Like ‘cutting chai’, ‘chawls’ is a very Bombay/Mumbai term. Not many who live outside this megapolis will understand what it means. And if they do not, it is unlikely that they ever will because chawls are an endangered species, a built form that is disappearing even as Mumbai goes through changes that are inevitable for all big cities.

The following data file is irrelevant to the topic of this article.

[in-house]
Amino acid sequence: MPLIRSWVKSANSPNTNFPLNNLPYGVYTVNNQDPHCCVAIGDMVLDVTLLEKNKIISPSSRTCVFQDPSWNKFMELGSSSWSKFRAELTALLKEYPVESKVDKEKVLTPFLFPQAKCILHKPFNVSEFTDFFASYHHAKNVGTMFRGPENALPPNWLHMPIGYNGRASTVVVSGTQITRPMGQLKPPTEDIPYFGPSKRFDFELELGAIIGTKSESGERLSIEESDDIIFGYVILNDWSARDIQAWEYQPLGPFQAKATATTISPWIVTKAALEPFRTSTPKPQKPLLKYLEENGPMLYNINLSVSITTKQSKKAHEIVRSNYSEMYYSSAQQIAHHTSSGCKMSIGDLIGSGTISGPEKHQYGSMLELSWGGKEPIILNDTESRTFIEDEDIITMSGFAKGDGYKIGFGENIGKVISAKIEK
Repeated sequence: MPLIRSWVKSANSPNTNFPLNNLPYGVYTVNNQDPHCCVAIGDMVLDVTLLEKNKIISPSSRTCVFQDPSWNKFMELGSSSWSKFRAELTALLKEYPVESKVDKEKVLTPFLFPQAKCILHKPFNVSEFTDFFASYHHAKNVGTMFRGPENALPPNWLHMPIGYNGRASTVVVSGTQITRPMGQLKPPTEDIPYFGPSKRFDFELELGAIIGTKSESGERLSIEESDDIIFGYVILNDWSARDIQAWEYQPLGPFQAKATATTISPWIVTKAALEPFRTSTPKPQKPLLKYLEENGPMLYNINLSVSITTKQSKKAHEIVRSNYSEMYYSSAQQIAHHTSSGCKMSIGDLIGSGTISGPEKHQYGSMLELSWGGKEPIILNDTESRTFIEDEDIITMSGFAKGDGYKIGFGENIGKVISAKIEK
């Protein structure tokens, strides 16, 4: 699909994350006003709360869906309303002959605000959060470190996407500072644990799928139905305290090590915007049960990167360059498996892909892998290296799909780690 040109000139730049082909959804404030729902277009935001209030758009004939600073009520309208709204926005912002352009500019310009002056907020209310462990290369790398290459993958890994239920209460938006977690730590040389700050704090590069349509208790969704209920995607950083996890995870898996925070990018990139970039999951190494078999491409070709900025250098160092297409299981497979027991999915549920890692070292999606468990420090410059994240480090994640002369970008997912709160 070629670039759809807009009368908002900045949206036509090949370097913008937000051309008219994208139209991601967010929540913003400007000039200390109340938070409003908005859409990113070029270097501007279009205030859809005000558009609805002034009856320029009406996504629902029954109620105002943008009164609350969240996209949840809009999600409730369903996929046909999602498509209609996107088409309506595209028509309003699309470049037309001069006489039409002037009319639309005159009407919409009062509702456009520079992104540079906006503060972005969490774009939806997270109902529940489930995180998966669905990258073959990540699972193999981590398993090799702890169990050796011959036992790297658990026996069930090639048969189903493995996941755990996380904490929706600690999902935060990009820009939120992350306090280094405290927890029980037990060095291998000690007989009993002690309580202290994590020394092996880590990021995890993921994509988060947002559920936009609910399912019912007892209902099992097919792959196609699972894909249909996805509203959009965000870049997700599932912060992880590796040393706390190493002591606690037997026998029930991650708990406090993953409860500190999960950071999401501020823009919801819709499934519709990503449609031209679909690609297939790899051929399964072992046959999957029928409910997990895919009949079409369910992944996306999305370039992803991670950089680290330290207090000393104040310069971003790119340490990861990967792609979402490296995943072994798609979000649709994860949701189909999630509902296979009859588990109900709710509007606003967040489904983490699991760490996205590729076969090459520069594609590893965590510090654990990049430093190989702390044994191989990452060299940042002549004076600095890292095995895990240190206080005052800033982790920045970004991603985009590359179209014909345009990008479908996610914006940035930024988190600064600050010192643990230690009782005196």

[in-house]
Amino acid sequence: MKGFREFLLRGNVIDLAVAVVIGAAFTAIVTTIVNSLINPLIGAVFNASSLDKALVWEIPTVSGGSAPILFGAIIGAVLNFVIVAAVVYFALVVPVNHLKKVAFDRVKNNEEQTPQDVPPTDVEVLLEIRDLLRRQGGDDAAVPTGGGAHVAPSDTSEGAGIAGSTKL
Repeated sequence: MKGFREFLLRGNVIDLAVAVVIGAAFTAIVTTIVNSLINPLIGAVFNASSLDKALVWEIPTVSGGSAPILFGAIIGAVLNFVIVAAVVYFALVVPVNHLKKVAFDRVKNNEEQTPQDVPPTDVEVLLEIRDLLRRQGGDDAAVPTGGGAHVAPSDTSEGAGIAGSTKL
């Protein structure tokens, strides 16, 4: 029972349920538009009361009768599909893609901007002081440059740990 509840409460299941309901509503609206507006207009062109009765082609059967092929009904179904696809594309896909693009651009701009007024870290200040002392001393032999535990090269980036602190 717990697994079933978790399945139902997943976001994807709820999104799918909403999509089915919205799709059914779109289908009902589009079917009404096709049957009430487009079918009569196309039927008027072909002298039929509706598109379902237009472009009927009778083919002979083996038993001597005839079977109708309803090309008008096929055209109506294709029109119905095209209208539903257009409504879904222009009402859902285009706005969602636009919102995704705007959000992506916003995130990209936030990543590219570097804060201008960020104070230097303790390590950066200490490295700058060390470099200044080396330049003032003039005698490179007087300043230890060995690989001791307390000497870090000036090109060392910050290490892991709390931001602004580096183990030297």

Why should one particular built form be so important to the history, culture and diversity of a city? Neera Adarkar in her edited volume on Mumbai’s chawls tells us precisely that. In 15 chapters, she takes you on a historical journey of Mumbai through the stories of chawls, Marathi, Gujarati, Muslim, mixed—middle class, working class, dalit. Each is different and yet together they speak of a Mumbai that is vanishing, some that has already disappeared, and some that might linger on a little while longer.